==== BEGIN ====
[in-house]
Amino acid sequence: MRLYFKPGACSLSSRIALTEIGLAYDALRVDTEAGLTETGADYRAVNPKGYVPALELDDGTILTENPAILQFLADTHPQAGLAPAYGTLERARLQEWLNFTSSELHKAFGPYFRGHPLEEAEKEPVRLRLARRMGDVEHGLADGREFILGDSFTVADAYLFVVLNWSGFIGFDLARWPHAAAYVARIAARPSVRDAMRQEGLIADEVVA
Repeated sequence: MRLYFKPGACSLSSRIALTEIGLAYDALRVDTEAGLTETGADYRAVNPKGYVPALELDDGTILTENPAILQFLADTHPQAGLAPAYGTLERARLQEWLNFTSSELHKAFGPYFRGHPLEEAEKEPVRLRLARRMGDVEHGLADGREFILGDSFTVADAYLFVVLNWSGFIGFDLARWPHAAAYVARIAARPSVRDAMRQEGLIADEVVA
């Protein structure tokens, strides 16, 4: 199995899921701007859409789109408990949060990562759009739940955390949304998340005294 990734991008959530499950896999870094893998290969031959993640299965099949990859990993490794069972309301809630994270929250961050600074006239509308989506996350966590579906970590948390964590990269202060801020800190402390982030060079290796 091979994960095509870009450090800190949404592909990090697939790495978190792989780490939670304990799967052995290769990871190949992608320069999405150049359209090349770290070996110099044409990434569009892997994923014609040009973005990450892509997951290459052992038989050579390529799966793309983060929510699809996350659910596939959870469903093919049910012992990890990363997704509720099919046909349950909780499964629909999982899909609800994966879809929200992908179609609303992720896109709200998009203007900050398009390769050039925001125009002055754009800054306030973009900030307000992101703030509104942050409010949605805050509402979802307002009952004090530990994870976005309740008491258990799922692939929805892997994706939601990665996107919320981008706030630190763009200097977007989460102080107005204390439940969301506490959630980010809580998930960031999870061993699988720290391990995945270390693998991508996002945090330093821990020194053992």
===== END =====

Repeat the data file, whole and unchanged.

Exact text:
[in-house]
Amino acid sequence: MRLYFKPGACSLSSRIALTEIGLAYDALRVDTEAGLTETGADYRAVNPKGYVPALELDDGTILTENPAILQFLADTHPQAGLAPAYGTLERARLQEWLNFTSSELHKAFGPYFRGHPLEEAEKEPVRLRLARRMGDVEHGLADGREFILGDSFTVADAYLFVVLNWSGFIGFDLARWPHAAAYVARIAARPSVRDAMRQEGLIADEVVA
Repeated sequence: MRLYFKPGACSLSSRIALTEIGLAYDALRVDTEAGLTETGADYRAVNPKGYVPALELDDGTILTENPAILQFLADTHPQAGLAPAYGTLERARLQEWLNFTSSELHKAFGPYFRGHPLEEAEKEPVRLRLARRMGDVEHGLADGREFILGDSFTVADAYLFVVLNWSGFIGFDLARWPHAAAYVARIAARPSVRDAMRQEGLIADEVVA
């Protein structure tokens, strides 16, 4: 199995899921701007859409789109408990949060990562759009739940955390949304998340005294 990734991008959530499950896999870094893998290969031959993640299965099949990859990993490794069972309301809630994270929250961050600074006239509308989506996350966590579906970590948390964590990269202060801020800190402390982030060079290796 091979994960095509870009450090800190949404592909990090697939790495978190792989780490939670304990799967052995290769990871190949992608320069999405150049359209090349770290070996110099044409990434569009892997994923014609040009973005990450892509997951290459052992038989050579390529799966793309983060929510699809996350659910596939959870469903093919049910012992990890990363997704509720099919046909349950909780499964629909999982899909609800994966879809929200992908179609609303992720896109709200998009203007900050398009390769050039925001125009002055754009800054306030973009900030307000992101703030509104942050409010949605805050509402979802307002009952004090530990994870976005309740008491258990799922692939929805892997994706939601990665996107919320981008706030630190763009200097977007989460102080107005204390439940969301506490959630980010809580998930960031999870061993699988720290391990995945270390693998991508996002945090330093821990020194053992």